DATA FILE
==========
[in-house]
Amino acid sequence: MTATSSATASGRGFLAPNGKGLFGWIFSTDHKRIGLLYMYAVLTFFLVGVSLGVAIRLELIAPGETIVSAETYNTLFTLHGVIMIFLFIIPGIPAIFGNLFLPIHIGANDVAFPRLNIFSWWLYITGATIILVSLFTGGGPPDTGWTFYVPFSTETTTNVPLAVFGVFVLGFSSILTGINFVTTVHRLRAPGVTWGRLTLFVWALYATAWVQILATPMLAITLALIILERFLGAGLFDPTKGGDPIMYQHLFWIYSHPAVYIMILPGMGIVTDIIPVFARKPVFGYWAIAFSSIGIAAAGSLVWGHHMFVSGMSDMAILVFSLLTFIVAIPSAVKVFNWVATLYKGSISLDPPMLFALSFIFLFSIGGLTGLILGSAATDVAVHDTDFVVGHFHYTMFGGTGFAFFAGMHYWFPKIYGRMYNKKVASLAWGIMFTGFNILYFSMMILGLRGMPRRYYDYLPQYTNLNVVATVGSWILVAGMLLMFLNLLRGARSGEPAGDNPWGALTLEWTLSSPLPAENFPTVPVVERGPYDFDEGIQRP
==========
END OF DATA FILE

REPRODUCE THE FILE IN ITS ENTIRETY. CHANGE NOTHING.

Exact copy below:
[in-house]
Amino acid sequence: MTATSSATASGRGFLAPNGKGLFGWIFSTDHKRIGLLYMYAVLTFFLVGVSLGVAIRLELIAPGETIVSAETYNTLFTLHGVIMIFLFIIPGIPAIFGNLFLPIHIGANDVAFPRLNIFSWWLYITGATIILVSLFTGGGPPDTGWTFYVPFSTETTTNVPLAVFGVFVLGFSSILTGINFVTTVHRLRAPGVTWGRLTLFVWALYATAWVQILATPMLAITLALIILERFLGAGLFDPTKGGDPIMYQHLFWIYSHPAVYIMILPGMGIVTDIIPVFARKPVFGYWAIAFSSIGIAAAGSLVWGHHMFVSGMSDMAILVFSLLTFIVAIPSAVKVFNWVATLYKGSISLDPPMLFALSFIFLFSIGGLTGLILGSAATDVAVHDTDFVVGHFHYTMFGGTGFAFFAGMHYWFPKIYGRMYNKKVASLAWGIMFTGFNILYFSMMILGLRGMPRRYYDYLPQYTNLNVVATVGSWILVAGMLLMFLNLLRGARSGEPAGDNPWGALTLEWTLSSPLPAENFPTVPVVERGPYDFDEGIQRP